A Hundred And One Days

by Asne Seierstad | Nonfiction |
ISBN: 1844081400 Global Overview for this book
Registered by keithpp of Farnborough, Hampshire United Kingdom on 11/1/2007
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Journal Entry 1 by keithpp from Farnborough, Hampshire United Kingdom on Thursday, November 01, 2007
'This book is about a journey, a war and some of the people caught up in the war. For a hundred and one days, from January to April 2003, I tried to record what I experienced in Baghdad.' -- Asne Seierstad

In January 2003, Asne Seierstad entered Baghdad on a ten day visa. She was to stay for one hundred and one days. She was there before, during and after the attacks on Iraq.

As she herself has the honesty to admit, hers is a personal account of what she saw in Baghdad, but at least she was there on the ground, which is more than can be said for the many journalists who report from Iraq holed up in the Green Zone, never venturing out into the streets to see with their own eyes.

In the days leading up to war, Asne Seierstad paints a picture of all embracing fear. Less a fear of the Americans and the forthcoming war, more a fear of Saddam Hussein. Like a scene out of George Orwell's Nineteen Eighty-four or a throwback to Stalinist Russia, there are informers and collaborators everywhere. Few, apart from a few brave or maybe foolhardy souls, dare give voice to their thoughts.

The Iraqis see the war as illegal, nothing less than an aggressive act, a crude attempt to steal their resources, they hate the Americans only marginally less than Saddam Hussein, nevertheless they desire war, as the only way to rid themselves of Saddam Hussein and his dreaded regime, but they want the war to be short, the Americans to leave. They fear civil strife when the regime collapses, revenge attacks, civil war, Sunni against Shia, Muslim against Christian, rise of Muslim fundamentalists. All of which came to pass.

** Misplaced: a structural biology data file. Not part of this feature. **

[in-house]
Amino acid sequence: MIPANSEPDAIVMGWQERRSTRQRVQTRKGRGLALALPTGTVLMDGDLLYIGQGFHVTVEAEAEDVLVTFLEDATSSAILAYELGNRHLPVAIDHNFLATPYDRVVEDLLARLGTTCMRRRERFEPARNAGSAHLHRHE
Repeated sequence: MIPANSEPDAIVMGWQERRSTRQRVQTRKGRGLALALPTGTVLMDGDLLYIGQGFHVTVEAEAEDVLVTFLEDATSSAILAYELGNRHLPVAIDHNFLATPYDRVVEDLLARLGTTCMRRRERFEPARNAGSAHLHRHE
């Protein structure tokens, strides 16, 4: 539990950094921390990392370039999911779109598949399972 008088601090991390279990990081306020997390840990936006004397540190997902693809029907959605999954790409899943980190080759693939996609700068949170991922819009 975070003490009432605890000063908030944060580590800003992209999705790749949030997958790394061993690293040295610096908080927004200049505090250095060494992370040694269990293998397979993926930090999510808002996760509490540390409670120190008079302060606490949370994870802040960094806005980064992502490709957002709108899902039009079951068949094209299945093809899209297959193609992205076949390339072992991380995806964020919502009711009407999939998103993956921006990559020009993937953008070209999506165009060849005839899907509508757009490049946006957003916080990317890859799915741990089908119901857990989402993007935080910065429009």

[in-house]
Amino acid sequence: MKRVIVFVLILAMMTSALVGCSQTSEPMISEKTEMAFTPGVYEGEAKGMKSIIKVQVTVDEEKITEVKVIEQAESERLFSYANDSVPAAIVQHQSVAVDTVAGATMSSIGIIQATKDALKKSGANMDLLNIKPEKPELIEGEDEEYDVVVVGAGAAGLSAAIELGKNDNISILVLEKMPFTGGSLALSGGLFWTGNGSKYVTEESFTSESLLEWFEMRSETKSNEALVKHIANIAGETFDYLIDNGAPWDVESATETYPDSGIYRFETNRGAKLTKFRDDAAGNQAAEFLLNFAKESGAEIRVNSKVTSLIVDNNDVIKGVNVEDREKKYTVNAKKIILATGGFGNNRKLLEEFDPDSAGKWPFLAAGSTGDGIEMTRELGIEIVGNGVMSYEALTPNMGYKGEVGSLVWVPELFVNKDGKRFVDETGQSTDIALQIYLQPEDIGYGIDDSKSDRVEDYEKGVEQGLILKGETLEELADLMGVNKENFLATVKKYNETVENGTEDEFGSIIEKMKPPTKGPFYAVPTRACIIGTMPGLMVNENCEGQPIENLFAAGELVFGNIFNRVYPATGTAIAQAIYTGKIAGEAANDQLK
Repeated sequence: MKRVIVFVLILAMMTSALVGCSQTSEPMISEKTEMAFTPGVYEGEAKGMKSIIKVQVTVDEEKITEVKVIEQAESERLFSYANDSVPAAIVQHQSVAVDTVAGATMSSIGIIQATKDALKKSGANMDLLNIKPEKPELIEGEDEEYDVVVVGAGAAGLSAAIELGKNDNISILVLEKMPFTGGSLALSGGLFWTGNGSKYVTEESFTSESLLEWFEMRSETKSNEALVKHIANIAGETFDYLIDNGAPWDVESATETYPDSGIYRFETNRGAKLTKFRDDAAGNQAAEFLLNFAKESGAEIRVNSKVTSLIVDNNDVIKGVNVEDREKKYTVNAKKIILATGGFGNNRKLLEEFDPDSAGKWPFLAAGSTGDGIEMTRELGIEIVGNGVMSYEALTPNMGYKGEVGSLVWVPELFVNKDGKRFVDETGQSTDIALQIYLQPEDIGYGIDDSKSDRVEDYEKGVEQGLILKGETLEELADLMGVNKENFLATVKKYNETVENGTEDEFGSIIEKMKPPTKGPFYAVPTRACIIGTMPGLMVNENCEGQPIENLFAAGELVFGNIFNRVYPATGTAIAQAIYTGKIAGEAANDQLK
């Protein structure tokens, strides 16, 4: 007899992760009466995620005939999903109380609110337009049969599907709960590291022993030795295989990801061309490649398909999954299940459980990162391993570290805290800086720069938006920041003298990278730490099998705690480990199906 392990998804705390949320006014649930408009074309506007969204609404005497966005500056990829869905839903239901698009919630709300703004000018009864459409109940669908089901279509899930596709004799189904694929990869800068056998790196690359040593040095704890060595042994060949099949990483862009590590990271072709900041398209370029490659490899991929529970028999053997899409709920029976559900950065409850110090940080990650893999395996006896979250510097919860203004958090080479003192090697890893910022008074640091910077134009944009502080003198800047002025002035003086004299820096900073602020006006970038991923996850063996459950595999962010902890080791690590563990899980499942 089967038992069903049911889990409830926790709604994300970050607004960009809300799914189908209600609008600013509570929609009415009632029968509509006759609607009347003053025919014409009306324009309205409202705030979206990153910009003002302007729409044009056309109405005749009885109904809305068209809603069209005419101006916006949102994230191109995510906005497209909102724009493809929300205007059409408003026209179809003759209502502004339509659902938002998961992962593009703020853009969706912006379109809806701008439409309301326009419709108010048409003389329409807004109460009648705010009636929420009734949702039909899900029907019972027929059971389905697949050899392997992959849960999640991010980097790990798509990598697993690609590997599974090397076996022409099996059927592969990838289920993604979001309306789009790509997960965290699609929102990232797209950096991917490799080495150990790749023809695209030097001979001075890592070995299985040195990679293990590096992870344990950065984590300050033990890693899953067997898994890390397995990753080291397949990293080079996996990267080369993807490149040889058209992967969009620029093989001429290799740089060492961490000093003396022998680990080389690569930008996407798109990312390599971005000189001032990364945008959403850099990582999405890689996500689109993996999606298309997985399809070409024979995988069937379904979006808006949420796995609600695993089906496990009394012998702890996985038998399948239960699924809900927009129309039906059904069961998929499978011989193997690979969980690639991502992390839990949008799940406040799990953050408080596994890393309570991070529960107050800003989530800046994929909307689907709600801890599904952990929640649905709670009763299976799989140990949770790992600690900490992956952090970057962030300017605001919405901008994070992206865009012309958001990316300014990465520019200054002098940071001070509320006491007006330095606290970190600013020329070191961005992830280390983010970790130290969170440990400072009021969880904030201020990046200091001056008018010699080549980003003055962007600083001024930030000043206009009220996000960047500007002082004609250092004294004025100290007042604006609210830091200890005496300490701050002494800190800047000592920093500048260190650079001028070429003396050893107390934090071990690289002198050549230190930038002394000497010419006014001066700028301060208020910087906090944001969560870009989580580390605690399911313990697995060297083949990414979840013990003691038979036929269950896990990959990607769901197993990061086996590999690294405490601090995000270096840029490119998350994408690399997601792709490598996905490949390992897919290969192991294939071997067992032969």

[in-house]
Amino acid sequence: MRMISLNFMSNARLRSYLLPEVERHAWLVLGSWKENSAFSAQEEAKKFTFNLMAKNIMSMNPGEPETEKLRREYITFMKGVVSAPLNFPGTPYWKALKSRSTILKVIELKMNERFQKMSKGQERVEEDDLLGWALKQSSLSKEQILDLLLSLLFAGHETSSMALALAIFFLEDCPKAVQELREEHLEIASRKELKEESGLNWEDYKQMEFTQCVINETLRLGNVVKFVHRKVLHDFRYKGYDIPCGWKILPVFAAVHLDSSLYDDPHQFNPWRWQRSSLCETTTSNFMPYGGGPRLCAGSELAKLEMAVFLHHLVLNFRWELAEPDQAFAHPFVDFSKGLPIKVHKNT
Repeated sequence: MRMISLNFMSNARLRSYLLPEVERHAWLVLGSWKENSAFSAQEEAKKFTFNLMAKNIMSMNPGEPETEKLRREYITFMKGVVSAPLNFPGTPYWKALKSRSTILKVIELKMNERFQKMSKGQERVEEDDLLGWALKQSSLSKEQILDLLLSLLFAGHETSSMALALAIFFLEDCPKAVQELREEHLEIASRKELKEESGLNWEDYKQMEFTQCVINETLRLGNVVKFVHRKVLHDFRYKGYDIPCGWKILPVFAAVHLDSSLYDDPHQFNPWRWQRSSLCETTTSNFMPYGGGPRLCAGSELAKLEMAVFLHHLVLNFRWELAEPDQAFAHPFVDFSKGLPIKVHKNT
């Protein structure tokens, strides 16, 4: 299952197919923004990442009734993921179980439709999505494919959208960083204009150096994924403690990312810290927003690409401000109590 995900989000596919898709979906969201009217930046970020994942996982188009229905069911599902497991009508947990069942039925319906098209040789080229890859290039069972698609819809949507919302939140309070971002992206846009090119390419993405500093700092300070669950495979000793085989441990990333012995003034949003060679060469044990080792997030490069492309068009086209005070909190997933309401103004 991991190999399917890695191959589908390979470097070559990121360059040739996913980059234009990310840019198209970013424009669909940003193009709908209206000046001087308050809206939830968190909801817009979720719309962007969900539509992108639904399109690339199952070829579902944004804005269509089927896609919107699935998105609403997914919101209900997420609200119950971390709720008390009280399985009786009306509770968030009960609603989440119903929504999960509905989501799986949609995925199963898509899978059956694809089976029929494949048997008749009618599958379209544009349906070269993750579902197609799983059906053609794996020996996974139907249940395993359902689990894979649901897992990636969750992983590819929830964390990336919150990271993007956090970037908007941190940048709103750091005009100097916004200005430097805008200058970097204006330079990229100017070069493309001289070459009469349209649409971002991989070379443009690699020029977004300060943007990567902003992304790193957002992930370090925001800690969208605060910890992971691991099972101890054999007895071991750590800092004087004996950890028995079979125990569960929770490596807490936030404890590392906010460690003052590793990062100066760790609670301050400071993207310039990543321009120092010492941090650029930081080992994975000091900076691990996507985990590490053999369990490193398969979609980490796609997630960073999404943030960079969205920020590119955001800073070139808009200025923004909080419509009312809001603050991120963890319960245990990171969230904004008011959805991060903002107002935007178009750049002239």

The period of sanctions drove the majority of Iraqis into poverty, it strengthened the regime. Iraqis became ever more dependent on the regimes, from the basic necessities of life, for food, for jobs, even for life itself.

As Asne Seierstad freely admits, hers is but one account, a personal account of what she saw, others may have viewed it differently. But at least she was there. Implicit in her thoughts is that you seek out other accounts.

'My reports from Baghdad are my reports. They come directly from my own – not always adequate – experiences.'

'The events might have been interpreted differently by other correspondents. An Egyptian journalist probably saw the war in Iraq from another angle; an American might have assessed the situation in a different way again; maybe an intellectual from Le Monde had his own emphasis.'

'The truth about the war in Iraq does not exist. Or rather, there are millions of true accounts and maybe just as many lies. My remit as a journalist in the chaos of war was not to judge, predict or analyse. It was to look, ask and report.'

'My greatest advantage was that I was there. My eyes were there, my ears were there.'

Four people, who I have had the privilege and honour of meeting and talking to, give their accounts: American journalist Christian Parenti and Christian peacemaker Peggy Faw Gish were in Iraq during the same period as Asne Seierstad. Journalist and documentary film maker John Pilger had written extensively and passionately and produced documentaries on Iraq. Milan Rai has written on Iraq, campaigned against sanctions and the illegal war, been imprisoned by the British for daring to challenge their polices on Iraq.

Unlike many journalists, especially those who turn their hand to churning out novels, Asne Seierstad can actually write.

Also read

Iraq: A Journey of Hope and Peace by Peggy Faw Gish

The Freedom: Shadows and Hallucinations in Occupied Iraq by Christian Parenti

War Plan Iraq by Milan Rai

Regime Unchanged: Why the War on Iraq Changed Nothing by Milan Rai

The Bookseller of Kabul by Asne Seierstad [see BCID 5598191]

My Name is Red by Orhan Pamuk [see BCID 5489926]

Freedom Next Time by John Pilger

The Ordinary Person's Guide to Empire by Arundhati Roy [see BCID 5598200]

The New Rulers of the World by John Pilger

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